The jury's still out on whether fruit flies dream, but the Science authors provide evidence to support the notion that they do sleep. Their work also sets the stage for new sleep-disorder research. "Demonstrating sleep in the fruit fly, based on behavioral and molecular markers, opens the way for using the fly for mutagenesis and for identifying genes that influence the need for sleep," Tononi says.

The Neurosciences Institute is supported by The Neurosciences Research Foundation and receives major support for this program from Novartis. Cirelli was a Joseph Drown Foundation Fellow.
ORDER ARTICLE #22: "Correlates of Sleep and Waking in Drosophila melanogaster," by Paul J. Shaw, Chiara Cirelli, Ralph J. Greenspan, and Giulio Tononi. CONTACT: Giulio Tononi at 858-626-2090 (phone), (858) 626-2199 (fax), or (e-mail).

For copies of this article, please email or call 202-326-6440

American Association for the Advancement of Science

Related Sleep Articles from Brightsurf:

Size and sleep: New research reveals why little things sleep longer
Using data from humans and other mammals, a team of scientists including researchers from the Santa Fe Institute has developed one of the first quantitative models that explains why sleep times across species and during development decrease as brains get bigger.

Wind turbine noise affects dream sleep and perceived sleep restoration
Wind turbine noise (WTN) influences people's perception of the restorative effects of sleep, and also has a small but significant effect on dream sleep, otherwise known as REM (rapid eye movement) sleep, a study at the University of Gothenburg, Sweden, shows.

To sleep deeply: The brainstem neurons that regulate non-REM sleep
University of Tsukuba researchers identified neurons that promote non-REM sleep in the brainstem in mice.

Chronic opioid therapy can disrupt sleep, increase risk of sleep disorders
Patients and medical providers should be aware that chronic opioid use can interfere with sleep by reducing sleep efficiency and increasing the risk of sleep-disordered breathing, according to a position statement from the American Academy of Sleep Medicine.

'Short sleep' gene prevents memory deficits associated with sleep deprivation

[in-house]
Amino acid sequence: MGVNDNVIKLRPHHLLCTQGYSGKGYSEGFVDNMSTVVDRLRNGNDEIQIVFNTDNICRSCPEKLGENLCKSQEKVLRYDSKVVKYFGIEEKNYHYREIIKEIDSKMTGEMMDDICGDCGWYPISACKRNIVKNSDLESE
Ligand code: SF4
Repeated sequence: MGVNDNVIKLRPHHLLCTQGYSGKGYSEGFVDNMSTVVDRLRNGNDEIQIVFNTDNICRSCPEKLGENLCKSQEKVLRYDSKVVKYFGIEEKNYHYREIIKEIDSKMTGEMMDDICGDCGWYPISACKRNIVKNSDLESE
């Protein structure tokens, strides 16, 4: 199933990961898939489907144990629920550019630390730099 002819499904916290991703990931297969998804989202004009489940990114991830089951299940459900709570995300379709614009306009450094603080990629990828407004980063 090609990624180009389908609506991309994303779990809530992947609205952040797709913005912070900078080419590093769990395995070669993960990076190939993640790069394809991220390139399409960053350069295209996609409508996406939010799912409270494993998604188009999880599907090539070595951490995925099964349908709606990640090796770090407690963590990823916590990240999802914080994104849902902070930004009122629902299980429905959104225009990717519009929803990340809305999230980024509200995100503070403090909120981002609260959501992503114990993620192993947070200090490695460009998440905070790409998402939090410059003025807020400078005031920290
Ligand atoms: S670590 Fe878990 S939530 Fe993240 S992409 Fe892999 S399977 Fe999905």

The UCSF scientists who identified the two known human genes that promote 'natural short sleep' -- nightly sleep that lasts just four to six hours but leaves people feeling well-rested -- have now discovered a third, and it's also the first gene that's ever been shown to prevent the memory deficits that normally accompany sleep deprivation.

Short sleep duration and sleep variability blunt weight loss
High sleep variability and short sleep duration are associated with difficulties in losing weight and body fat.

Nurses have an increased risk of sleep disorders and sleep deprivation
According to preliminary results of a new study, there is a high prevalence of insufficient sleep and symptoms of common sleep disorders among medical center nurses.

Common sleep myths compromise good sleep and health
People often say they can get by on five or fewer hours of sleep, that snoring is harmless, and that having a drink helps you to fall asleep.

Sleep tight! Researchers identify the beneficial role of sleep
Why do animals sleep? Why do humans 'waste' a third of their lives sleeping?

Does extra sleep on the weekends repay your sleep debt? No, researchers say
Insufficient sleep and untreated sleep disorders put people at increased risk for metabolic problems, including obesity and diabetes.

Read More: Sleep News and Sleep Current Events is a participant in the Amazon Services LLC Associates Program, an affiliate advertising program designed to provide a means for sites to earn advertising fees by advertising and linking to